But that belatedand freedom-loving desire for an independent Palestinian state did not inspire the anti-Jewish violence that occurred 100 years ago.

 When trying to make sense of Arab violence in the Middle East, whether recent or historical, Western analysts tend to fall back on predictable clichés: riots result from resentment, oppression, poverty, or perhaps “ancient hatreds”; where the riots involve Palestinians, they are also the result of frustrated national aspirations. Sometimes there are elements of truth in these clichés, but most often they obscure more than they illuminate, especially when combined with the equally misguided tendency to see Arab politics solely through the prism of Western or Israeli policies.

In the case of the Nebi Musa riots, none of these explanations fit.

To the extent that national aspirations were involved, they had nothing to do with Palestinian statehood, and everything to do with the incorporation of Palestinian Arabs into Greater Syria. Nor did accusations of mistreatment figure into the incitement that set them off. Rather, the riots were, first, an attempt to influence Arab opinion by showing support for the Syrian rather than the Egyptian solution. Second, and more importantly, they were intended to influence British opinion in the same direction.

 Today, when Palestinian Islamic Jihad or Hamas fire rockets at Israel, or the Palestinian Authority’s Mahmoud Abbas incites Jerusalem Arabs to violence, the proximate cause often has as much to do with internal Palestinian politics as anything else. The relatively muted response to America’s decision to move its embassy to Jerusalem shows just how much Westerners exaggerate the importance of their decisions.

But that is not to say that international actors have no influence at all, and this brings us to the second lesson of the Nebi Musa riots: when powerful figures encourage anti-Zionists to think their cause might be successful, the result is often the shedding of Jewish blood. By their manifest lack of commitment to the terms of the Balfour Declaration, local British authorities signaled to Arab leaders that some inconvenient disturbances might suffice to move the needle in London.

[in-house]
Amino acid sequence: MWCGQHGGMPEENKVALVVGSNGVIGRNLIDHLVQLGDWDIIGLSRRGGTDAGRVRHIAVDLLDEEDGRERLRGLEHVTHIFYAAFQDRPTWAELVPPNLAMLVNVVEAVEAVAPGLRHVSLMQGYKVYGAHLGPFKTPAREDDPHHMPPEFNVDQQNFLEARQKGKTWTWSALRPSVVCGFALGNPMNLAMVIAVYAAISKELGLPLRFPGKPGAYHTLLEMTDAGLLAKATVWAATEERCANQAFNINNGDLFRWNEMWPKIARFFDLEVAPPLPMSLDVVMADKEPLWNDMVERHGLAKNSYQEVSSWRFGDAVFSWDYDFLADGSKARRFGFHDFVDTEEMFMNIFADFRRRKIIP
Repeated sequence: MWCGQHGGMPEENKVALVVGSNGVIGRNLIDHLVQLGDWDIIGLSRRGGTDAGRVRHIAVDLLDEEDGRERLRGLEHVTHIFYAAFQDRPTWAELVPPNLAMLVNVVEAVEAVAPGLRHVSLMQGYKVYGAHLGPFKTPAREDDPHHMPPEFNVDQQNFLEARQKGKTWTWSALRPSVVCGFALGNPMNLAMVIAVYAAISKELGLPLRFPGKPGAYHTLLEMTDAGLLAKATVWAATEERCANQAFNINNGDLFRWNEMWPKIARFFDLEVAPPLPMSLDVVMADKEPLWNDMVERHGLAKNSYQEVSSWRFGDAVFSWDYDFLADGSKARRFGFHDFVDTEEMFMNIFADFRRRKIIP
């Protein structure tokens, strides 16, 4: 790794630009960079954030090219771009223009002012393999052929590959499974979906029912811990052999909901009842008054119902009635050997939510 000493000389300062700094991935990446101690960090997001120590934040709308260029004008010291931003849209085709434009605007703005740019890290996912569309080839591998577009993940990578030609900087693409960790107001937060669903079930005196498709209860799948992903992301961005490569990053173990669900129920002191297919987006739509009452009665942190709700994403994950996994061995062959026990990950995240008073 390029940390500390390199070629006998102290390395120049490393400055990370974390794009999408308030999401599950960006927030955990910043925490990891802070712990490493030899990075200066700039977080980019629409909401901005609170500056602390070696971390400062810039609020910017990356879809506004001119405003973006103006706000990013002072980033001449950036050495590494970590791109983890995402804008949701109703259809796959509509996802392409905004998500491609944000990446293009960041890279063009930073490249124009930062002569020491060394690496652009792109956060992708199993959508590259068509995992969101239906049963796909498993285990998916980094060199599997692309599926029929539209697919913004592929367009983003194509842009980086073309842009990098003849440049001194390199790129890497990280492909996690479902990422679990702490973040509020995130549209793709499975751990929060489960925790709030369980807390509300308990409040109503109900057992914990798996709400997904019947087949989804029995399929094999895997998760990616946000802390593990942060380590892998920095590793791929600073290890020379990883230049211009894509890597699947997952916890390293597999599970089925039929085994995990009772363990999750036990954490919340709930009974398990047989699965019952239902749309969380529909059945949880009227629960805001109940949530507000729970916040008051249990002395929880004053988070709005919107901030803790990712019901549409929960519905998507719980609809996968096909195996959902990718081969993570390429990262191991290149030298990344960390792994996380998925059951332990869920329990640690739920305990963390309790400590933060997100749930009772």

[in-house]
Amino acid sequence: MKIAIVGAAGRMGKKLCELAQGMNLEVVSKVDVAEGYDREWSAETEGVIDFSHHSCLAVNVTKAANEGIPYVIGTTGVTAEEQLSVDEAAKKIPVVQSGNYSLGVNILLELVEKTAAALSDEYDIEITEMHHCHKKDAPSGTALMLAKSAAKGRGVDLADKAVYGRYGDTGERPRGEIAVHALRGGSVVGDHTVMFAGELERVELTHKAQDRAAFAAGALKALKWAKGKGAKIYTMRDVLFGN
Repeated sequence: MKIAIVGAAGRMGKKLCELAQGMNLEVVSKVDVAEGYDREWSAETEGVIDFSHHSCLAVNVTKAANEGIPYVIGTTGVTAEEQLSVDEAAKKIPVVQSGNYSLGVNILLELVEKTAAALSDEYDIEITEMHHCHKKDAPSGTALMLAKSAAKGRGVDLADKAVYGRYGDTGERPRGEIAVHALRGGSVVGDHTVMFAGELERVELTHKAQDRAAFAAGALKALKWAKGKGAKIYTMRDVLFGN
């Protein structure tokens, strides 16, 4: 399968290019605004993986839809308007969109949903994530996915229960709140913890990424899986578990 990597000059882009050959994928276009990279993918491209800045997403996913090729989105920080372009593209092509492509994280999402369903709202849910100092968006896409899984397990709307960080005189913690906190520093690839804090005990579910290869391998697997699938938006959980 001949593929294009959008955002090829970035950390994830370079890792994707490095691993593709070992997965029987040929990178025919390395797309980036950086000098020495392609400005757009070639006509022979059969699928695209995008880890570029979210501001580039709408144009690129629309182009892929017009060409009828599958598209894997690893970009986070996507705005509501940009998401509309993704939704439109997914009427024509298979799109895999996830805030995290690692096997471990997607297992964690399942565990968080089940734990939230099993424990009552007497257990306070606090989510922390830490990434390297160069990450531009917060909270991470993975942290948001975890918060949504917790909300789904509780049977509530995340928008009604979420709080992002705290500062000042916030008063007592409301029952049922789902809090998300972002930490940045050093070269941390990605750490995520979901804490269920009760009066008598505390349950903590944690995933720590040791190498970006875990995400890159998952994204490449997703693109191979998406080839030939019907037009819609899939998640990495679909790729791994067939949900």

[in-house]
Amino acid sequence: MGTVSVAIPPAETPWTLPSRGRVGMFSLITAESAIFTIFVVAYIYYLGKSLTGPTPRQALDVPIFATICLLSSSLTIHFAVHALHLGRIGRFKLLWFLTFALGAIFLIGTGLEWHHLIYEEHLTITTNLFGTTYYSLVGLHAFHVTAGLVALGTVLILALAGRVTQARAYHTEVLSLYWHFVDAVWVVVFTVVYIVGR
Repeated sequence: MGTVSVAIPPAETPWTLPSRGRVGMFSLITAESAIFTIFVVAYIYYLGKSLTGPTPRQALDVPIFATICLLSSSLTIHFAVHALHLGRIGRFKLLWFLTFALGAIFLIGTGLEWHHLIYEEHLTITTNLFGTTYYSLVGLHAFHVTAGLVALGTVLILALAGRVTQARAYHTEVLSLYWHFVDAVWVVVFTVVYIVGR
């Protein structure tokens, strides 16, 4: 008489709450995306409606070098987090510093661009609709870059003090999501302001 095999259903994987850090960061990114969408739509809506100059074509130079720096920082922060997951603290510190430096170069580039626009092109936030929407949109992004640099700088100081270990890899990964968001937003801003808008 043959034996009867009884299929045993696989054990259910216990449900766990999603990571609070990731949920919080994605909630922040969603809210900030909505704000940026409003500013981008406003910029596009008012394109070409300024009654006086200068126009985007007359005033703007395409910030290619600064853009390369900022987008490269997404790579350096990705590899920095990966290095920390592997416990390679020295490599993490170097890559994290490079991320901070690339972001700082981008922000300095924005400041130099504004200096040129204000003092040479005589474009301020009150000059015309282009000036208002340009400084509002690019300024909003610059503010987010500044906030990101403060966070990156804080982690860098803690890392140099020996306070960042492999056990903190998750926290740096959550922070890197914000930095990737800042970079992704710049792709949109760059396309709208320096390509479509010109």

The mandatory government then made matters worse with its demonstrations of “evenhandedness,” which amounted to meting out the same punishments to the instigators of violence and those who sought to defend themselves against it—and then pardoning everyone.

Were this not bad enough, the British rewarded Husseini for his role by creating the position of grand mufti of Jerusalem and bestowing it upon him. He concluded, not unreasonably, that the risks of instigating pogroms were low, and therefore resorted to this tactic in 1929 and then again from 1936 to 1939.

Read article in full

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  • A century old pogrom 1920 [ ] , left by. Aref, incited by [ex mufti] al-Husseini.
    His henchmen include holocaust denier (1972 at UN; 1978 at peace summit Camp David, the fraud Issa Nakhkeh (in 1981 lecturer at IHR on behalf of Muslim Congress, linked to, worked with major neo nazis publications and groups) and the genocidal Ahmad Shukairy (the inventor of apartheid slur 1961) who questioned loyalty of Catholic Uruguayan rep. Fabregat stating his Jewish; got booted (end of 1962) from UN after saluting Nazi gang

  • Meinertzhagen was a British intelligence officer who reported, I believe, to the Foreign Office. In addition to his book cited above, a facsimile of a note or draft telegram that he sent to the Foreign Office is found in one of the volumes of the Arno Press collection of British mandate documents. This note or draft telegram asserts in brief form that British army officers were inciting Haj Amin el-Husseini, a leader of Arabs in the country and scion of an old, influential Muslim family, the Husseinis, to instigate riots among Arabs to take place in Jerusalem during the San Remo Conference in order to persuade the Conference that the Jewish National Home idea was not workable. As it happened, the Conference endorsed the Balfour Declaration, incorporating it into its final statement and thus into international law. On the ground in Jerusalem, at least five Jews were murdered in Jerusalem while Jabotinsky [himself an officer in the British organized Jewish Legion] who had organized Jewish defense, was seized and jailed in the Akko [Acre] jail.

  • According to Colonel Richard Meinertzhagen, a British intelligence in his book, Middle East Diary, British officers who were part of the administration of the country, particularly Colonel Waters-Taylor, deliberately encouraged or instigated Haj Amin el-Husseini to lead demonstrations of riots against the Jews in April 1920, in order to influence the San Remo Conference, meeting at that time, to not set up a Jewish National Home in the country.